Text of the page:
The profit-maximizing mantra

According to Kant's philosophy, the profit-maximizing mantra should not be at the centre of the current decision making philosophy facing business. The decision making process should include the various other factors which would be of much more importance as compared to the simple profit maximisation followed by the organisations (Baumal WJ and Batey Blackman SA. 1991). He argues that in the longer run, the ethical firms would flourish as they are aligned with the goals of the society rather than only profit maximisation. To Socrates the beginning of ethics was a simple a question of, "How should one live." This simple and very general question started ethical history for the west at a time when society was changing dramatically (Baron, M., 1995)

On the other hand, Friedman provided an counter argument suggesting that the capitalism would lead to competition which would promote the political freedom because its separates economic power from political power and in this way enables one to offset another (Freedman, B. & Shapiro, S.H., 1994). According to Friedman's philosophy, free market economies would encourage companies to be competitive and make them aware of the consumers' choices. Here the political fraternity can help the consumers make the right choices of selecting the companies which employ ethical policies (Freedman, B., 1981). In this process, the ethical companies would survive as they would be having the attention of the consumers by following the ethical policies. The author would like to suggest that the ethical policies followed by the companies can be judged by free and fair watchdogs and give them ratings based on their ethical work, including ethical HR policy decision making. This would lead to better image building of the really ethical companies and there would be a free and fair chance for every organisation to present their case to their customers. In the end, it would be the customers who would have the ultimate choice to make between choosing ethical company's products or other company products. Friedman believed as part of this, competitive capitalism "provides freedom directly". It needs to be noted that it is political power, and more specifically the "political mechanism," as opposed to the "market mechanism" that represents the danger of managers acting out of social responsibility (Friedman, 1970). If managers or the owners pursue goals that do not have profit maximization as the only end, the efficient outcome theorised as the outcome of profit maximizing behaviour of the owner/manager is not obtainable.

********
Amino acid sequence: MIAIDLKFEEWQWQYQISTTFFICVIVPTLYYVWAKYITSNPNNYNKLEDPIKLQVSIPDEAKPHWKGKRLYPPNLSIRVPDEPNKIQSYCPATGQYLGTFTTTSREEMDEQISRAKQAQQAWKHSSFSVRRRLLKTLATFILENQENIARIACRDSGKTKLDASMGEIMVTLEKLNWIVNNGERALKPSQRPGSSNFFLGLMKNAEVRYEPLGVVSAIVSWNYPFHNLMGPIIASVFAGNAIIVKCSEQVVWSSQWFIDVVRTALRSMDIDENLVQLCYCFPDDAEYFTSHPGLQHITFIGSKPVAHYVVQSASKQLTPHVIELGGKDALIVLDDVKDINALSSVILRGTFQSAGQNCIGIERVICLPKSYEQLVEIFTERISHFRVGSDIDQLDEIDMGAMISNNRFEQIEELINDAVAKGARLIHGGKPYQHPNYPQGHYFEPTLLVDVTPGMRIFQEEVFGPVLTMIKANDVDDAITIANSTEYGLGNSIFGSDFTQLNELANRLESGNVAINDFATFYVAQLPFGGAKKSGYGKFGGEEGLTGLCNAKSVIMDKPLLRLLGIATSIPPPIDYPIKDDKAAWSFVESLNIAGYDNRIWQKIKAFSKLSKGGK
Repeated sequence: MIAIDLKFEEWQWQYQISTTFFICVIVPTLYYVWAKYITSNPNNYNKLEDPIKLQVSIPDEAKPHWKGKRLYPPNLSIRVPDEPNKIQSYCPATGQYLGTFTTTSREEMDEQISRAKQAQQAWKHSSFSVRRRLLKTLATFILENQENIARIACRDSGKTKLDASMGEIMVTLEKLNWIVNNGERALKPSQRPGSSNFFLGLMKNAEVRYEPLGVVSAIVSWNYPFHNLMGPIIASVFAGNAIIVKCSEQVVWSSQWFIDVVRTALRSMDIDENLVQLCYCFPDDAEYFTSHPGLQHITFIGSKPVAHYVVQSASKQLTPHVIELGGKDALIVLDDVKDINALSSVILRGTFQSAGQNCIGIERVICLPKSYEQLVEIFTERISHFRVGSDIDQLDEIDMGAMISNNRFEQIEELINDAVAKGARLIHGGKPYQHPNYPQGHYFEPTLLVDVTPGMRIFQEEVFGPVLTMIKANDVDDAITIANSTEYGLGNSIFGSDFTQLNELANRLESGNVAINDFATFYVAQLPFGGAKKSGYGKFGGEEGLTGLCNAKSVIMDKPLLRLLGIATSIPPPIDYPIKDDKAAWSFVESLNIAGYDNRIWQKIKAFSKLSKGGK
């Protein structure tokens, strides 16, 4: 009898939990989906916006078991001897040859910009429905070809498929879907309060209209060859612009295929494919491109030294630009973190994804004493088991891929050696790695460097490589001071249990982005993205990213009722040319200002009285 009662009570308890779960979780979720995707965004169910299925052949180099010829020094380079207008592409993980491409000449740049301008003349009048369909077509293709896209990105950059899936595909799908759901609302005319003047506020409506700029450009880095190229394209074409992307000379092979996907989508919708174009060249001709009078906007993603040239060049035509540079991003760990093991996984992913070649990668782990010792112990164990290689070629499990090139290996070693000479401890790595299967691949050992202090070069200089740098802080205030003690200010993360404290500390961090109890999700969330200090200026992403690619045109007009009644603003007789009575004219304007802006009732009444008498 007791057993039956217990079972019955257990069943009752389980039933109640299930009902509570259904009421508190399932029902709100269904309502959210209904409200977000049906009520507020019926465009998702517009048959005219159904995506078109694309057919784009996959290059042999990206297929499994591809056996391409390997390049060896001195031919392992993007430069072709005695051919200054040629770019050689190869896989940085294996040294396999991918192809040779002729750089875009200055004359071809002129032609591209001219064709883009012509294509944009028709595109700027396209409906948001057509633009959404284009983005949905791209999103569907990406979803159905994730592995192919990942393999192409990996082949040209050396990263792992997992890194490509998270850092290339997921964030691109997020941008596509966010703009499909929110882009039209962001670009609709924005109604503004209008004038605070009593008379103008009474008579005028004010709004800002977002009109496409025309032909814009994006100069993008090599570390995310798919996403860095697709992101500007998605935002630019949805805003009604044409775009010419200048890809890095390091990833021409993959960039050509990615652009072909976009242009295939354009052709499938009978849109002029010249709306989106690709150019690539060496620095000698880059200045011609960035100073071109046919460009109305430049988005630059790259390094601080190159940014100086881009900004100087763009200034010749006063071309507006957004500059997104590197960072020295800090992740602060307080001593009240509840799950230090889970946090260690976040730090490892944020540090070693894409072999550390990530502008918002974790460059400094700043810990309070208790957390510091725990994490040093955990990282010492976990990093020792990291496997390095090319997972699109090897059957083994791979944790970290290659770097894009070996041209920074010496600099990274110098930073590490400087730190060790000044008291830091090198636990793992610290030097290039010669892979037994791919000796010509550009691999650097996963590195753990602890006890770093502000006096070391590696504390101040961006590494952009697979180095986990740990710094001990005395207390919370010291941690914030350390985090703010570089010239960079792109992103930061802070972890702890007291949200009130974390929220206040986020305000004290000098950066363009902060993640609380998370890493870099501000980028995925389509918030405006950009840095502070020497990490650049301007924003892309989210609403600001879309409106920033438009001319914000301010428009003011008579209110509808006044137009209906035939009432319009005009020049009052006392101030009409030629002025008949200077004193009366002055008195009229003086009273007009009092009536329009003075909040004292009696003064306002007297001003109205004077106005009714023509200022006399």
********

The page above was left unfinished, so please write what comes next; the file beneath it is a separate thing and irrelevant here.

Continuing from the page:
The organisations have to look into the details of the environment in which it is operating. Especially it has to take care of its image and perception of the organisation within people's mind. It is rare that any organisation which does not carry a positive image would succeed in longer run. The purpose of myth is essentially to establish a meaningful relationship to the world in which organisations work, rather than experiencing life as merely chaos. The myth of management should serve the human interests which are also to say why the organisations come into existence that is to serve the society in one way or the other. More particularly it is argued that organisations appear to exist for the purpose of generating a myth in terms of which self-confident action becomes possible for those persons who accept the myth. In other words, the organisational participants who accept the myth share in a meaning which can allow purpose and value in their organisational action. Others, who do not accept the myth per se, will mostly comply with the myth if only for self-interest and self-preservation. In terms of the ethical decision making in the HR policies, the organisations should see its employees as its assets which are to be looked after on a regular basis by solving their concerns and their problems in an ethical way.

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